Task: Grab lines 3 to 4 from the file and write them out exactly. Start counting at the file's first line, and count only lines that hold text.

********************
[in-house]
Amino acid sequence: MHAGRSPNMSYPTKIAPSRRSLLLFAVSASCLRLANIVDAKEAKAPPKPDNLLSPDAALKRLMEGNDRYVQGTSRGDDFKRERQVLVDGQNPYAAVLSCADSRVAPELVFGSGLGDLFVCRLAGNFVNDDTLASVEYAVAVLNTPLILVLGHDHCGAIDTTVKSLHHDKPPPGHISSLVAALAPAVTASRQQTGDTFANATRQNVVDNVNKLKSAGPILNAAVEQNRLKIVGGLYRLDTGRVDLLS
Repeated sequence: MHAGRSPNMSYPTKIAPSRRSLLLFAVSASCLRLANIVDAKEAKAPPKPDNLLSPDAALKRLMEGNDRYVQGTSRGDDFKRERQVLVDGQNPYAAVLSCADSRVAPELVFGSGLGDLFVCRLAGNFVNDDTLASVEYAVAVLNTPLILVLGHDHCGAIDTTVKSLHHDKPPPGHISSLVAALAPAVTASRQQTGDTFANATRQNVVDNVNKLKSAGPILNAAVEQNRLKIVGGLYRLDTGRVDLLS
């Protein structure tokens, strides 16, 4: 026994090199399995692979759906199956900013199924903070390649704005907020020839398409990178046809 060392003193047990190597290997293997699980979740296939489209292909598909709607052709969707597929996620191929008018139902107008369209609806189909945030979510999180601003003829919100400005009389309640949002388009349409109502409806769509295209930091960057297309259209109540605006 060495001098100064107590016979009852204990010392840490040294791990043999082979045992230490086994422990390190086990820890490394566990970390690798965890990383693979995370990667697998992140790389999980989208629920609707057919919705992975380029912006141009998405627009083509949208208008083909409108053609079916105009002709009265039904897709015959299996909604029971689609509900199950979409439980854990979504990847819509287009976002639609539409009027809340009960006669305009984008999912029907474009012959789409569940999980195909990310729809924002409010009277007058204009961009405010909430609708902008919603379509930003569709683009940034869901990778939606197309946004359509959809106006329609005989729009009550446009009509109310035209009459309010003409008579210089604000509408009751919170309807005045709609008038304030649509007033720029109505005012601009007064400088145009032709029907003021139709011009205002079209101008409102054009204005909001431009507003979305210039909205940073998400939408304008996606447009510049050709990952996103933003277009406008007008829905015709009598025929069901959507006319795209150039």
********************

Repeated sequence: MHAGRSPNMSYPTKIAPSRRSLLLFAVSASCLRLANIVDAKEAKAPPKPDNLLSPDAALKRLMEGNDRYVQGTSRGDDFKRERQVLVDGQNPYAAVLSCADSRVAPELVFGSGLGDLFVCRLAGNFVNDDTLASVEYAVAVLNTPLILVLGHDHCGAIDTTVKSLHHDKPPPGHISSLVAALAPAVTASRQQTGDTFANATRQNVVDNVNKLKSAGPILNAAVEQNRLKIVGGLYRLDTGRVDLLS
């Protein structure tokens, strides 16, 4: 026994090199399995692979759906199956900013199924903070390649704005907020020839398409990178046809 060392003193047990190597290997293997699980979740296939489209292909598909709607052709969707597929996620191929008018139902107008369209609806189909945030979510999180601003003829919100400005009389309640949002388009349409109502409806769509295209930091960057297309259209109540605006 060495001098100064107590016979009852204990010392840490040294791990043999082979045992230490086994422990390190086990820890490394566990970390690798965890990383693979995370990667697998992140790389999980989208629920609707057919919705992975380029912006141009998405627009083509949208208008083909409108053609079916105009002709009265039904897709015959299996909604029971689609509900199950979409439980854990979504990847819509287009976002639609539409009027809340009960006669305009984008999912029907474009012959789409569940999980195909990310729809924002409010009277007058204009961009405010909430609708902008919603379509930003569709683009940034869901990778939606197309946004359509959809106006329609005989729009009550446009009509109310035209009459309010003409008579210089604000509408009751919170309807005045709609008038304030649509007033720029109505005012601009007064400088145009032709029907003021139709011009205002079209101008409102054009204005909001431009507003979305210039909205940073998400939408304008996606447009510049050709990952996103933003277009406008007008829905015709009598025929069901959507006319795209150039």